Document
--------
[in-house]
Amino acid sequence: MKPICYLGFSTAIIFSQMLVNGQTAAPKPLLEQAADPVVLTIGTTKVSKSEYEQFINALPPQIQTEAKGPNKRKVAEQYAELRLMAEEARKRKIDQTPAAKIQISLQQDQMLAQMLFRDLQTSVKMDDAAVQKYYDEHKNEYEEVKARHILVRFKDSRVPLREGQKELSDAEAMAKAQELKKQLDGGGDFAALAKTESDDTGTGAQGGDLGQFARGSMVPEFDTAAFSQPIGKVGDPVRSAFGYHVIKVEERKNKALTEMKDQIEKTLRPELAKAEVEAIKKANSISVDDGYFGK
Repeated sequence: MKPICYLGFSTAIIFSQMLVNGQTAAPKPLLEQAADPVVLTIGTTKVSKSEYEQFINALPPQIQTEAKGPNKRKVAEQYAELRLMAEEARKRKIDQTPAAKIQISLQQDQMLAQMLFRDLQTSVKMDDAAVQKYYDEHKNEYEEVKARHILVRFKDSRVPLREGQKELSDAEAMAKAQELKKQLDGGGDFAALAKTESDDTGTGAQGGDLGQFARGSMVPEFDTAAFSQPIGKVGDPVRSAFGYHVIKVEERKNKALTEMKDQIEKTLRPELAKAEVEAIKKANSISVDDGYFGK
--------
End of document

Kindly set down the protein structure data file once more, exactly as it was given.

[in-house]
Amino acid sequence: MKPICYLGFSTAIIFSQMLVNGQTAAPKPLLEQAADPVVLTIGTTKVSKSEYEQFINALPPQIQTEAKGPNKRKVAEQYAELRLMAEEARKRKIDQTPAAKIQISLQQDQMLAQMLFRDLQTSVKMDDAAVQKYYDEHKNEYEEVKARHILVRFKDSRVPLREGQKELSDAEAMAKAQELKKQLDGGGDFAALAKTESDDTGTGAQGGDLGQFARGSMVPEFDTAAFSQPIGKVGDPVRSAFGYHVIKVEERKNKALTEMKDQIEKTLRPELAKAEVEAIKKANSISVDDGYFGK
Repeated sequence: MKPICYLGFSTAIIFSQMLVNGQTAAPKPLLEQAADPVVLTIGTTKVSKSEYEQFINALPPQIQTEAKGPNKRKVAEQYAELRLMAEEARKRKIDQTPAAKIQISLQQDQMLAQMLFRDLQTSVKMDDAAVQKYYDEHKNEYEEVKARHILVRFKDSRVPLREGQKELSDAEAMAKAQELKKQLDGGGDFAALAKTESDDTGTGAQGGDLGQFARGSMVPEFDTAAFSQPIGKVGDPVRSAFGYHVIKVEERKNKALTEMKDQIEKTLRPELAKAEVEAIKKANSISVDDGYFGK